Last week, a Massachusetts judge dismissed the criminal charges of sexual abuse against Theodore McCarrick, a priest who was once one of the most powerful men in the Catholic Church in America.

A former cardinal and bishop, McCarrick had been charged with sexually assaulting a teenager nearly 50 years ago. The victim alleges the abuse lasted for about two decades. McCarrick, now 93, reportedly suffers from dementia, and Judge Paul McCallum of the Dedham District Court deemed him incompetent to stand trial.

The victim submitted a statement to the court, writing: “I have trouble reconciling the concept that someone who is intelligent and articulate is also not competent to stand trial and answer for his actions. I brought the charges in this matter in the hope of finding justice in this court. Instead, McCarrick walks a free man, and I am left with nothing.”

Anne Barret Doyle, co-director of the nonprofit organization, which advocates for survivors of abuse at the hands of the Catholic Church, said this ruling is a stark reminder of the Catholic hierarchy’s strategy of covering up allegations to protect the church.

“Ex-Cardinal McCarrick’s abuses of seminarians were an open secret for decades,” Doyle said. “Many of his fellow cardinals and bishops knew, and they did nothing. They didn’t report him to law enforcement. They didn’t go public with the information, and they didn’t reach out to his victims. He might have been prosecuted years ago if even one of his brother bishops had called the police.”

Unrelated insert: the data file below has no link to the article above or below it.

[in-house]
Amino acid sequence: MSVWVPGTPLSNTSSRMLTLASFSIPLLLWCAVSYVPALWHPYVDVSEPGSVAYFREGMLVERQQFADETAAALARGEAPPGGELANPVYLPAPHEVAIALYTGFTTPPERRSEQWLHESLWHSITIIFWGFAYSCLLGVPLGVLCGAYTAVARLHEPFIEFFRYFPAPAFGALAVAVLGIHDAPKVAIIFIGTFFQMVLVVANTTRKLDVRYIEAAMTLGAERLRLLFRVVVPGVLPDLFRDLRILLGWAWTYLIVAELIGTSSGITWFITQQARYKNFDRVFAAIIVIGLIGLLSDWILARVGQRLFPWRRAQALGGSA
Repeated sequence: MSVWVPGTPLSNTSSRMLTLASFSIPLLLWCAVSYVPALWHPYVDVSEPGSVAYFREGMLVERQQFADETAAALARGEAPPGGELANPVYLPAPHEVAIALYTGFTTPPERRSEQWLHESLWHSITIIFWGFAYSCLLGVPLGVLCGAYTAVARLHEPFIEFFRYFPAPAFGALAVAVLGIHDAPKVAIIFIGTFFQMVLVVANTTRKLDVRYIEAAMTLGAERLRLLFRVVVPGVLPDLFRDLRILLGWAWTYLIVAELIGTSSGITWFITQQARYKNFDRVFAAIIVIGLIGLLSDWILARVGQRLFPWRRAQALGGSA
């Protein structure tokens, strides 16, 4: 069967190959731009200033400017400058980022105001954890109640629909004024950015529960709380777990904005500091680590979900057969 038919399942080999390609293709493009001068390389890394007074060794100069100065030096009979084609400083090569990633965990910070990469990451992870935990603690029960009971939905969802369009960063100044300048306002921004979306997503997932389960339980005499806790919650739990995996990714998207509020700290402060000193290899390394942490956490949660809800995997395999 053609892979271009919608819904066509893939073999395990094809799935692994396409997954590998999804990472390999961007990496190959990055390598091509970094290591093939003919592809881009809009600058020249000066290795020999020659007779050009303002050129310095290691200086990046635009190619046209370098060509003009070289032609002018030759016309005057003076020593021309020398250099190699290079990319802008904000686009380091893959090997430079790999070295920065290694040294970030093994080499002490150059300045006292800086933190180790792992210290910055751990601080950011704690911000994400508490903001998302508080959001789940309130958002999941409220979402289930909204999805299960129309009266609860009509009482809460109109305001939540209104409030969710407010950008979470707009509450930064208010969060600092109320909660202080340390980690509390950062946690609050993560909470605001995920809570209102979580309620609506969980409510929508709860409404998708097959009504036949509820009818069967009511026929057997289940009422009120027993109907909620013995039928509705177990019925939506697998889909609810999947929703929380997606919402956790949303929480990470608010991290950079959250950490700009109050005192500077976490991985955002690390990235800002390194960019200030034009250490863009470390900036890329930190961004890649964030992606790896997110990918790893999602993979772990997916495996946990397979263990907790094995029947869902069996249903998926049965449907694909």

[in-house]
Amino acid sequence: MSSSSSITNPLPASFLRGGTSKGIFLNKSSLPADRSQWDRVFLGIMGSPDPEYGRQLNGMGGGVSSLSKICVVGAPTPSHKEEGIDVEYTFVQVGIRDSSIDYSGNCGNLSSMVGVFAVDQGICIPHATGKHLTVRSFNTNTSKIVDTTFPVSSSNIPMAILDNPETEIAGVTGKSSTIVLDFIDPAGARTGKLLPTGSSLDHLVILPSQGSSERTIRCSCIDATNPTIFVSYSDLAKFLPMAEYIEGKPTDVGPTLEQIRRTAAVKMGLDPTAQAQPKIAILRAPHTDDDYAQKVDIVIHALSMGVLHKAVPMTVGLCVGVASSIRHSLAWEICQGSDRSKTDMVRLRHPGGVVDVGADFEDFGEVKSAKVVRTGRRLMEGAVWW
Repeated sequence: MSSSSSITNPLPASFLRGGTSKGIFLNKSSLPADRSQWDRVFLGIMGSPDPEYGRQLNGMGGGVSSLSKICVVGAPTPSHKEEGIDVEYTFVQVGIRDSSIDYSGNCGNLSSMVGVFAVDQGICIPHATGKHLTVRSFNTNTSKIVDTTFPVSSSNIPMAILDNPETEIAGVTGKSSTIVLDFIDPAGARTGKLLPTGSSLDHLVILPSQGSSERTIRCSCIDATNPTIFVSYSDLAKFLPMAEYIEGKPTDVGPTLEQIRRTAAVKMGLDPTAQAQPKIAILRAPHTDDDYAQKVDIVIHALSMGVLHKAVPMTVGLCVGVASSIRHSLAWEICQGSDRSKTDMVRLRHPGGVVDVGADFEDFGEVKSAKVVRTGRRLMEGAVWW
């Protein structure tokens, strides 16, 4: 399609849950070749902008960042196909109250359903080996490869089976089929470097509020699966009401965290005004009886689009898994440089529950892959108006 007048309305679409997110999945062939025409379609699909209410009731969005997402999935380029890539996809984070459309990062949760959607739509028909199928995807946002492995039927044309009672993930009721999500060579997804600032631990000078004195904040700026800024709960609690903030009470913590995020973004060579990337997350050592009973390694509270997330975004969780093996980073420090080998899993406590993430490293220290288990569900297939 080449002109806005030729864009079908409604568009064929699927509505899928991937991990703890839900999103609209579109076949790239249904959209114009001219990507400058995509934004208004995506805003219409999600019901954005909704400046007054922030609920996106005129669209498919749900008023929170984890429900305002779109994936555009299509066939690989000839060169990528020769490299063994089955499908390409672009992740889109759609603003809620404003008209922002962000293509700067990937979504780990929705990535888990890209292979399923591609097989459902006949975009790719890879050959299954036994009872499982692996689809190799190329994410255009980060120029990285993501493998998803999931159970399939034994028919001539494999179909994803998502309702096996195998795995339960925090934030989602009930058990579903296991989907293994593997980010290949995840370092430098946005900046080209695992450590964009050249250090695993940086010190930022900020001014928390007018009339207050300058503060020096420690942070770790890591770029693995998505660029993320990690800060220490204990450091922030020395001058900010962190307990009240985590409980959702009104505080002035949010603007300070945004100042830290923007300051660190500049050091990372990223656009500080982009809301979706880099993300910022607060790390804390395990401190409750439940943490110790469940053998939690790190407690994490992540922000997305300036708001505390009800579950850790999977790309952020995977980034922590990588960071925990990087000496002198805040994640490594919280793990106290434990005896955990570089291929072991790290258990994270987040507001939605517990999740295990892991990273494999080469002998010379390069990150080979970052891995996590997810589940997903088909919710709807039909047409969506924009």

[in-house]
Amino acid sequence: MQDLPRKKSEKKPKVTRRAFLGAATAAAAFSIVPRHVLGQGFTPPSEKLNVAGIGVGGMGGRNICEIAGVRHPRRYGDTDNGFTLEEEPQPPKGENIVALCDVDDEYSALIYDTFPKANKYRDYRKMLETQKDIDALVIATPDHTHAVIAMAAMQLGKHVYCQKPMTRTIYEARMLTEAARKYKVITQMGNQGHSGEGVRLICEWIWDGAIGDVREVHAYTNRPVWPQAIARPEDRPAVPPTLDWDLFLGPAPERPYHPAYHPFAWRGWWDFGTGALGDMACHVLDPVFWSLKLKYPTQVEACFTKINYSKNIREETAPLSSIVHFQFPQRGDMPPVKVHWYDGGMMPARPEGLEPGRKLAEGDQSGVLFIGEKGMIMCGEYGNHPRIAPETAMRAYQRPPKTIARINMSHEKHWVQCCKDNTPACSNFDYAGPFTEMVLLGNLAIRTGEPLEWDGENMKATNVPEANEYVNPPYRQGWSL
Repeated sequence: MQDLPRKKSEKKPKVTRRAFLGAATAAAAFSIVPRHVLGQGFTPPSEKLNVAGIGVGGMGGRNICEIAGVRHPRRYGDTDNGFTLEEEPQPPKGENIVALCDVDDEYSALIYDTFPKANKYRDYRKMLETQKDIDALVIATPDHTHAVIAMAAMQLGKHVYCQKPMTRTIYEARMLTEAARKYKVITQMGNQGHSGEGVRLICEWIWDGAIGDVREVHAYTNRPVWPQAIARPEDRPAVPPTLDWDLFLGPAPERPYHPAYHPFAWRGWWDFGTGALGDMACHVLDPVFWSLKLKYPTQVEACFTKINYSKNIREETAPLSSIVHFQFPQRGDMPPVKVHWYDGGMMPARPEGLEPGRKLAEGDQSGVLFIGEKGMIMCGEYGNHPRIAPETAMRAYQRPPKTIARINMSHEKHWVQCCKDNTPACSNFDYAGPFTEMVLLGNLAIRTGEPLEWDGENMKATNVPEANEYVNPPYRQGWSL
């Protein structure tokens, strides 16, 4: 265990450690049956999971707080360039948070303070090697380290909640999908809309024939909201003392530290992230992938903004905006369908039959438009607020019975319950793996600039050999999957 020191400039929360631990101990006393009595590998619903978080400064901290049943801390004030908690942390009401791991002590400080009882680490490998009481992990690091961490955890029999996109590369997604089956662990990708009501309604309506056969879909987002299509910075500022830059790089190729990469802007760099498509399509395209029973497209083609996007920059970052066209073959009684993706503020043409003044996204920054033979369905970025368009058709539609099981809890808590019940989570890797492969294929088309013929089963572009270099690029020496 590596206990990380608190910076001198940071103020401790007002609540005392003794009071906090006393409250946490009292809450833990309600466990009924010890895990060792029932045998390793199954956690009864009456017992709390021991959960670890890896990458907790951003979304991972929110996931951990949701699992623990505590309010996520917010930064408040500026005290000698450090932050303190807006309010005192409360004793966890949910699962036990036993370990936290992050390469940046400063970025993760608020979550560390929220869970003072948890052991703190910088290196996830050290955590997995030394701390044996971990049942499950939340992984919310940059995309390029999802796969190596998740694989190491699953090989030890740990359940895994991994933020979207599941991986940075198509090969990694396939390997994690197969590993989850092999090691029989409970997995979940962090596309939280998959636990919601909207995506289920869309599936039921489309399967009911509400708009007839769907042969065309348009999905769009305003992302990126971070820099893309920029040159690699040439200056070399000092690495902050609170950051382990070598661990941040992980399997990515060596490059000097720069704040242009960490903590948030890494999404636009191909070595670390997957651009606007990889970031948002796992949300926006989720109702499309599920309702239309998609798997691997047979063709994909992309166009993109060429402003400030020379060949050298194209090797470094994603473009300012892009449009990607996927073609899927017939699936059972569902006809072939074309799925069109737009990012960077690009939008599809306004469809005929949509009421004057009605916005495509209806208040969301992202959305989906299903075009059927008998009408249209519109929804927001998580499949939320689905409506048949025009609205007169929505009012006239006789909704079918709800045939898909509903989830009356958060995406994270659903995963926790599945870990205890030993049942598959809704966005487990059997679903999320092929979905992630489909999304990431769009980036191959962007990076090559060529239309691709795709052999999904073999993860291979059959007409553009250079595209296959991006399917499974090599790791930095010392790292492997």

Though McCarrick never worked in Massachusetts, the victim in this case was able to press charges thanks to a quirk in Massachusetts law that paused the statute of limitations when McCarrick left the state.

Doyle said McCarrick’s case is a prime example of why antiquated statute of limitations laws for child sex crimes — or lack thereof — should be reformed nationwide. McCarrick is just the first U.S. cardinal and the second U.S. bishop to be charged with child sex abuse.

“What if he had decided not to attend the wedding in Wellesley? We never would have seen him face any prosecution,” Doyle said. “This shouldn’t be the case. Whether sexual assault of a child is prosecutable shouldn’t depend on the predator’s travel plans.”

Despite the disappointment in the court’s decision, Doyle said these charges are a milestone to begin with.

“The world witnessed what was unimaginable 20 years ago when the Catholic abuse crisis first broke here in Boston: A former U.S. cardinal in a courtroom answering to criminal charges of child sexual abuse,” Doyle said.